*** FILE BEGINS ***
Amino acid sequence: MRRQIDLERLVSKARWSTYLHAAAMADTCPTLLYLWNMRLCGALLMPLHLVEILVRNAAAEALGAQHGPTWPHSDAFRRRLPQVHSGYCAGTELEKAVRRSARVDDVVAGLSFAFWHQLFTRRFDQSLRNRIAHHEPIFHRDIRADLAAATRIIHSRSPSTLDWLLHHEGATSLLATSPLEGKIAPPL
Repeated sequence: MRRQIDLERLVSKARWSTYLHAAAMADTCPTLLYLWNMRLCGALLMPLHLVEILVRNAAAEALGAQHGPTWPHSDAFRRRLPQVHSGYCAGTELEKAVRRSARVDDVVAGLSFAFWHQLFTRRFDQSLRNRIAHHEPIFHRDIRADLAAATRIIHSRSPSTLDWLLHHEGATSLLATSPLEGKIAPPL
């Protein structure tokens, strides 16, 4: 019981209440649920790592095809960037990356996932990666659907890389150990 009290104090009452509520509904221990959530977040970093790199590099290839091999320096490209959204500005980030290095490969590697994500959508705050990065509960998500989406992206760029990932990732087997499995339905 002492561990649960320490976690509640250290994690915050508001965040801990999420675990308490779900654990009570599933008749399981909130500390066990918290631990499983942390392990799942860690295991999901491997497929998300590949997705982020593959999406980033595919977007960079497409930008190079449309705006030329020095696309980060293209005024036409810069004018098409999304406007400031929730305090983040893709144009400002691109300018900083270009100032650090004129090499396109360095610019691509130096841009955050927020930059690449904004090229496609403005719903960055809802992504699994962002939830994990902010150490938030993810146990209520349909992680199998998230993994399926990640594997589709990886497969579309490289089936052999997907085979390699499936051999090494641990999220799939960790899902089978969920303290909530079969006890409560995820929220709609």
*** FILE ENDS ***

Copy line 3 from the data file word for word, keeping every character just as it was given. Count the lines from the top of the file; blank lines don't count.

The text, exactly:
């Protein structure tokens, strides 16, 4: 019981209440649920790592095809960037990356996932990666659907890389150990 009290104090009452509520509904221990959530977040970093790199590099290839091999320096490209959204500005980030290095490969590697994500959508705050990065509960998500989406992206760029990932990732087997499995339905 002492561990649960320490976690509640250290994690915050508001965040801990999420675990308490779900654990009570599933008749399981909130500390066990918290631990499983942390392990799942860690295991999901491997497929998300590949997705982020593959999406980033595919977007960079497409930008190079449309705006030329020095696309980060293209005024036409810069004018098409999304406007400031929730305090983040893709144009400002691109300018900083270009100032650090004129090499396109360095610019691509130096841009955050927020930059690449904004090229496609403005719903960055809802992504699994962002939830994990902010150490938030993810146990209520349909992680199998998230993994399926990640594997589709990886497969579309490289089936052999997907085979390699499936051999090494641990999220799939960790899902089978969920303290909530079969006890409560995820929220709609």